Friday, October 5, 2007

Symantec - "We don't (just) sell anti-virus".

I went to a Symantec presentation today to learn about their new End Point Protection and to take a sip of their Kool-Aid.

They took great pains to make sure that the audience was aware that they do not sell anti-virus software anymore - they sell "end point protection". Which, really, is anti-virus with other stuff.

The point is that even according to Symantec's reports viruses are dying out. (By virus I mean a program that self replicates - not a trojan, spyware, rootkit or worm). Trojans and worms and rootkits are becoming easier to modify and deploy and signature lists (against which these uglies are compared and blocked) are becoming too slow.

The moral of the story - viruses are (pretty much) dead... they have been replaced with new threats. Symantec painted a picture of their protection product as the silver bullet that will protect a PC against all the new threats. It looks good but I'm not 100% sold. I'd recommend the product but I'd back it up with a lot of other Information Security goodies.

The Conscious Competence Security Model

A while back I learned of the Conscious Competence Learning Model (we'll get to exactly what it is) and I knew I had to blog about it and then I forgot but I was reminded of it again when I read this article by Richard Bejtlich.

He in turn is discussing CIO Magazine's Fifth Annual Global State of Information Security which is worth a read especially if you are in the Information Security field.

It was these two quotes that reminded me of the Learning Model -

You're undergoing a shift from a somewhat blissful ignorance of the serious flaws in computer security to a largely depressing knowledge of them.

As [Ron] Woerner puts it, "When you gain visibility, you see that you can't see all the potential problems. You see that maybe you were spending money securing the wrong things. You see that a good employee with good intentions who wants to take work home can become a security incident when he loses his laptop or puts data on his home computer. There's so much out there, it's overwhelming."
This sounds very depressing and sounds like we should just throw in the towel but I think it is more positive then that.

The Conscious Competence Learning Model has many different names and versions but the concept is as follows:

  1. At first you are blissfully unaware of how much you don't know.
  2. Then you start learning and get overwhelmed once you learn just how much you don't know.
  3. Then you learn some more and you struggle along learning all the time.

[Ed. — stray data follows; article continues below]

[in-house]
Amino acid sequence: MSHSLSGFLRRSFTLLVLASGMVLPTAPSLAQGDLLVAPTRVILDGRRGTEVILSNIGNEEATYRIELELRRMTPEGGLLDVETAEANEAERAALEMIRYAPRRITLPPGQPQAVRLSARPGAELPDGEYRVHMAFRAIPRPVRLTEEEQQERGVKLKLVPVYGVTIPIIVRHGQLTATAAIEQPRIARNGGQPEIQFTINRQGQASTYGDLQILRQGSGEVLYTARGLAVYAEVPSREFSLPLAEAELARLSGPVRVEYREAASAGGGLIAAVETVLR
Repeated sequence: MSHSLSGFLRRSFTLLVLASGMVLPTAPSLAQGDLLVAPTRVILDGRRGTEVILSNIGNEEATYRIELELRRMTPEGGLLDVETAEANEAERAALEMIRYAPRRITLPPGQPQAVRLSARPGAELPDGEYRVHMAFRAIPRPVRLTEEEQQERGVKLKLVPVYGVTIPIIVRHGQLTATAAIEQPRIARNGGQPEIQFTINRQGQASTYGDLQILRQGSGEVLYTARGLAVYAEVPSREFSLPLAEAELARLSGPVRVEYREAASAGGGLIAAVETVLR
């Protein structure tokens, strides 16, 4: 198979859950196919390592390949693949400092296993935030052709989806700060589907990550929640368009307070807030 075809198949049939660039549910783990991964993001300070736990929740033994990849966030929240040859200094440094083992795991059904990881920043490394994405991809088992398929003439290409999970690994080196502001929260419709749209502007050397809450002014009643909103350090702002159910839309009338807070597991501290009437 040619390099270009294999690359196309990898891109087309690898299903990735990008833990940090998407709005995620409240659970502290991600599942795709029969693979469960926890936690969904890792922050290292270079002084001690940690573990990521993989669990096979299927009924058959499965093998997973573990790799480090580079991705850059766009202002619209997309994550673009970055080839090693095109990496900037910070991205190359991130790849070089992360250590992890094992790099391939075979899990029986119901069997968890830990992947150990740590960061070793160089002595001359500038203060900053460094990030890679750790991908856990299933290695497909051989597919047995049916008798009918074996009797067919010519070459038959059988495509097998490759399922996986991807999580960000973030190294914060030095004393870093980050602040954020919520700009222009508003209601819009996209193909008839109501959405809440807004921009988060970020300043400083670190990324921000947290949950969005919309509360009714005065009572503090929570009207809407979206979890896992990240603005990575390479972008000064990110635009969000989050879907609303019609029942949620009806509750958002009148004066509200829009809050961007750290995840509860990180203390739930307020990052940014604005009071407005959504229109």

4. Then you become a professional and know everything without having to think very much.

My Information Security spin on this is:
  1. At first you have firewalls and antivirus and you feel safe. You don't know what is really happening on your network but you are sure that everything is fine.
  2. Then, for some reason you take Information Security seriously and spend some more money on what is really important. You realise just how unsafe your network and information really is.
  3. You work at it, struggling all the time to get a proper plan in place and back it up with all the good stuff you can such as technological solutions, training, awareness, processes etc all the time refining and updating the process to get more secure. At the same time new projects have security built in from day 1. All the time you are finding new issues to fix but these are getting less and less and you know that you are getting more secure.
  4. All your systems are secured as much as they need to be. All new threats have action plans in place. New projects, users, systems all have procedures that make them as secure as possible. All risks are dealt with in the way Business expects them to be. There may be incidents but there are no surprises.
From the CSO article and Richard's blog post I think that most companies in the survey are at step number 2 moving (hopefully) to step 3.

My feeling is that most companies are at stage 1 with a resistance to move to stage 2. Companies that are at stage 1 would (probably) not be a part of the CSO magazine community. I think that very few companies would be at step 4 but many companies would be battling along at step 3.

Obviously the size of the company and what sector the company is in would help determine what step they are on. As well as the amount of leadership the Top Brass have and the enthusiasm of the Security Department.